Interview: President Abdel Fattah El Sisi

What are the main priorities that the government is looking to address in the coming year?

ABDEL FATTAH EL SISI: Egypt’s ultimate objective is to establish the foundations of a modern, civil, democratic state built on effective institutions and the rule of law. We have adopted a new constitution which upholds the principles of democracy, freedom, human rights and the rule of law, after holding a free and transparent referendum, and we have elected a new president by an overwhelming majority in free and fair elections, which witnessed a considerable voter turnout.

The most pressing priority in achieving this objective is to conclude the transitional roadmap for holding parliamentary elections as soon as possible in order to establish a complete political framework of strong institutions. These elections are of particular significance in the process of democratisation in light of the fact that the new Council of Representatives will assume a third of the powers currently held by the president. The elections will be followed by a legislative overhaul, with all laws being reviewed and, where necessary, amendments being made to bring legislation in line with the rights and freedoms enshrined in Egypt’s new constitution, including freedom of speech and of the press. The process of legislative review will aim to create a truly democratic society with the necessary safeguards.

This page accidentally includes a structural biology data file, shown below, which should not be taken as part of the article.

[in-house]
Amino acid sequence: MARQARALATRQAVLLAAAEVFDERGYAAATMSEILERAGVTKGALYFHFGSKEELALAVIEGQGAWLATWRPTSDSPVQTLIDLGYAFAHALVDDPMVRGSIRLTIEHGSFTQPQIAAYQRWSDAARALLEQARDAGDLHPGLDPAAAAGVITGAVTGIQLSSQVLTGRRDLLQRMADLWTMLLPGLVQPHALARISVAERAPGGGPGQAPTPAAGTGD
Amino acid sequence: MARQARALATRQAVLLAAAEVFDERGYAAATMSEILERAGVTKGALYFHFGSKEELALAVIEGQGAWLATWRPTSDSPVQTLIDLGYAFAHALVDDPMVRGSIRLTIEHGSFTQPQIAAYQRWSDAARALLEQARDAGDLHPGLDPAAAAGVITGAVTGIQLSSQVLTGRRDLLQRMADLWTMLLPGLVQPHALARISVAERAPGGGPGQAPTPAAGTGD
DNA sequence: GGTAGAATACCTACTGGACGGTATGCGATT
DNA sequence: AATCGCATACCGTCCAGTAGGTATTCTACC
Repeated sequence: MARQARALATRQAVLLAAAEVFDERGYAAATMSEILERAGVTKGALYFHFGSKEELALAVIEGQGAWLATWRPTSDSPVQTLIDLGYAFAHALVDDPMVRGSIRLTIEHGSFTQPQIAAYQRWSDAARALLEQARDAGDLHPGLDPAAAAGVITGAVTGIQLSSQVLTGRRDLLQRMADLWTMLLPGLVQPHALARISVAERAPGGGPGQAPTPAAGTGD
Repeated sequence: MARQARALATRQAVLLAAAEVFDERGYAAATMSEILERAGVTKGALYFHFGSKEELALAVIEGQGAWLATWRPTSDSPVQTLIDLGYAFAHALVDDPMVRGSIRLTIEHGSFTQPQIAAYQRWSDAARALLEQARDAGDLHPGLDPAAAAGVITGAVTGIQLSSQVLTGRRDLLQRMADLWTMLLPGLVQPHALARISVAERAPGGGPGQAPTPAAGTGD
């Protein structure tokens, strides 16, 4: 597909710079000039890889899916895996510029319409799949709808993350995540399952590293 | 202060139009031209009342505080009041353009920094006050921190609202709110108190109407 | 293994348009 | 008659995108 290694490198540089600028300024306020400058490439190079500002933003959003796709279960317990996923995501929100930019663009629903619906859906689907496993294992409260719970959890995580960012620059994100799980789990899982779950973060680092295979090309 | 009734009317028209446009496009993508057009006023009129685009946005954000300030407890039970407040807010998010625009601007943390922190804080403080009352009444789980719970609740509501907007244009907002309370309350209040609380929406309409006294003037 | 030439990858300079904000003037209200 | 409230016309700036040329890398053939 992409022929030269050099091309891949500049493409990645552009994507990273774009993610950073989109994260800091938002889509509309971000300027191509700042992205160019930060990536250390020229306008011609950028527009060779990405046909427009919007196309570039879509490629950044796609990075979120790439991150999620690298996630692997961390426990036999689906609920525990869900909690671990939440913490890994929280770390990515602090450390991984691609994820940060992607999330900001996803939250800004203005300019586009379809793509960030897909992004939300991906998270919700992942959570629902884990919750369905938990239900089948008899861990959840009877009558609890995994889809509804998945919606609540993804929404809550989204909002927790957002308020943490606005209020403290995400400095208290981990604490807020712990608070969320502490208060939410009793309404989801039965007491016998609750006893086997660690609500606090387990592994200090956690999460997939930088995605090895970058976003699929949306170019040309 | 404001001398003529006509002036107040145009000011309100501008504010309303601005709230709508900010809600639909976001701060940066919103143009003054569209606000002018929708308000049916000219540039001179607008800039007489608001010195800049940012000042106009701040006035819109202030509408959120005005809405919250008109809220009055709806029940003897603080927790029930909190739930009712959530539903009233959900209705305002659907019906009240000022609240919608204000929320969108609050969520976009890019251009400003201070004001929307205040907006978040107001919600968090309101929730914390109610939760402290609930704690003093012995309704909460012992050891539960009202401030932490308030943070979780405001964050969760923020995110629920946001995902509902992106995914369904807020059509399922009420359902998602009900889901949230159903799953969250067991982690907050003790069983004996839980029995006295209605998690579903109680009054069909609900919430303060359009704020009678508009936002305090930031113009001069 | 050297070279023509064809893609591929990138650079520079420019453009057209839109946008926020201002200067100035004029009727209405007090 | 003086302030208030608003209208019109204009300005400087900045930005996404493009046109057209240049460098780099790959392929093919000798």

The conclusion of the elections will also usher in a cabinet reshuffle, as any new cabinet would have to be approved by the Council of Representatives. The conclusion of the transitional period and the implementation of the roadmap will constitute a monumental step towards realising the aspirations of the Egyptian people as expressed in the two popular revolutions of January 2011 and June 2013. Security and stability will subsequently be consolidated, which are key demands of the Egyptian people as well as crucial factors for economic development.

This is to be pursued in parallel with a comprehensive economic development programme that aims to boost economic growth, tackle unemployment, attract foreign direct investment (FDI) and improve the living standards of Egyptians via large-scale mega-projects and support for small and medium-sized enterprises. One of the most important steps taken by the government is the convening of the Egypt Economic Summit to be held in February 2015, in order to promote investment in the Egyptian economy. In tandem with efforts to boost economic growth, the government will work to address wealth discrepancies through various measures such as social security programs.

One of the imminent priorities of the Egyptian government in both domestic and foreign policy is to confront the growing threat posed by terrorism. Our region has been ravaged by the scourge, and within Egypt itself, terrorists have targeted civilians and security personnel in their quest to drag Egypt and the wider region back into the Middle Ages. Egypt acts as the first line of defence in the battle against terrorism, and we have adopted a comprehensive, multifaceted approach towards tackling this threat.